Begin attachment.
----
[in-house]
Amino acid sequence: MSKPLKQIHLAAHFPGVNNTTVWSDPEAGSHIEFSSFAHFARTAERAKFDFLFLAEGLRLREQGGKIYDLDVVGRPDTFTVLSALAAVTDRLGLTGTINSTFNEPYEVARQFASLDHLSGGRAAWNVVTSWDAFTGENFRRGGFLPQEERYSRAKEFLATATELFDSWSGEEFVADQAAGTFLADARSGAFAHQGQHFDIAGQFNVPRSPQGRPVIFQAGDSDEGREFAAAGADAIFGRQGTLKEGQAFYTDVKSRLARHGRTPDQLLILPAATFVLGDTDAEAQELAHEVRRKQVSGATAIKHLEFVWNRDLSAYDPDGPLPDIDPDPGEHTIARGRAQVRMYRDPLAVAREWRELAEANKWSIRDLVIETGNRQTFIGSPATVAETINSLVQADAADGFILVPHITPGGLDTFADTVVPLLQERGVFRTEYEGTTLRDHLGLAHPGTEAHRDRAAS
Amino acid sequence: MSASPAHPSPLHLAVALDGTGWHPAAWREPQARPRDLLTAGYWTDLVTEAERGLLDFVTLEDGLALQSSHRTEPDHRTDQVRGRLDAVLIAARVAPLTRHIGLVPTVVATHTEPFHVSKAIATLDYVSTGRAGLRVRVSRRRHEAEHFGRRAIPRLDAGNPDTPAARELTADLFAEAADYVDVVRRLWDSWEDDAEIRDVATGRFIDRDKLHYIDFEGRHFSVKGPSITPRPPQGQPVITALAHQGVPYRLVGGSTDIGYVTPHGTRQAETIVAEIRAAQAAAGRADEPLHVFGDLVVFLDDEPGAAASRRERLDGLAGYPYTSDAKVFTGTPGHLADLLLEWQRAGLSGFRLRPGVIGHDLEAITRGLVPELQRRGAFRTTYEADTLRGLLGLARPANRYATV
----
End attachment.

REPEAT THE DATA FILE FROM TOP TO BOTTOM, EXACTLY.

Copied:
[in-house]
Amino acid sequence: MSKPLKQIHLAAHFPGVNNTTVWSDPEAGSHIEFSSFAHFARTAERAKFDFLFLAEGLRLREQGGKIYDLDVVGRPDTFTVLSALAAVTDRLGLTGTINSTFNEPYEVARQFASLDHLSGGRAAWNVVTSWDAFTGENFRRGGFLPQEERYSRAKEFLATATELFDSWSGEEFVADQAAGTFLADARSGAFAHQGQHFDIAGQFNVPRSPQGRPVIFQAGDSDEGREFAAAGADAIFGRQGTLKEGQAFYTDVKSRLARHGRTPDQLLILPAATFVLGDTDAEAQELAHEVRRKQVSGATAIKHLEFVWNRDLSAYDPDGPLPDIDPDPGEHTIARGRAQVRMYRDPLAVAREWRELAEANKWSIRDLVIETGNRQTFIGSPATVAETINSLVQADAADGFILVPHITPGGLDTFADTVVPLLQERGVFRTEYEGTTLRDHLGLAHPGTEAHRDRAAS
Amino acid sequence: MSASPAHPSPLHLAVALDGTGWHPAAWREPQARPRDLLTAGYWTDLVTEAERGLLDFVTLEDGLALQSSHRTEPDHRTDQVRGRLDAVLIAARVAPLTRHIGLVPTVVATHTEPFHVSKAIATLDYVSTGRAGLRVRVSRRRHEAEHFGRRAIPRLDAGNPDTPAARELTADLFAEAADYVDVVRRLWDSWEDDAEIRDVATGRFIDRDKLHYIDFEGRHFSVKGPSITPRPPQGQPVITALAHQGVPYRLVGGSTDIGYVTPHGTRQAETIVAEIRAAQAAAGRADEPLHVFGDLVVFLDDEPGAAASRRERLDGLAGYPYTSDAKVFTGTPGHLADLLLEWQRAGLSGFRLRPGVIGHDLEAITRGLVPELQRRGAFRTTYEADTLRGLLGLARPANRYATV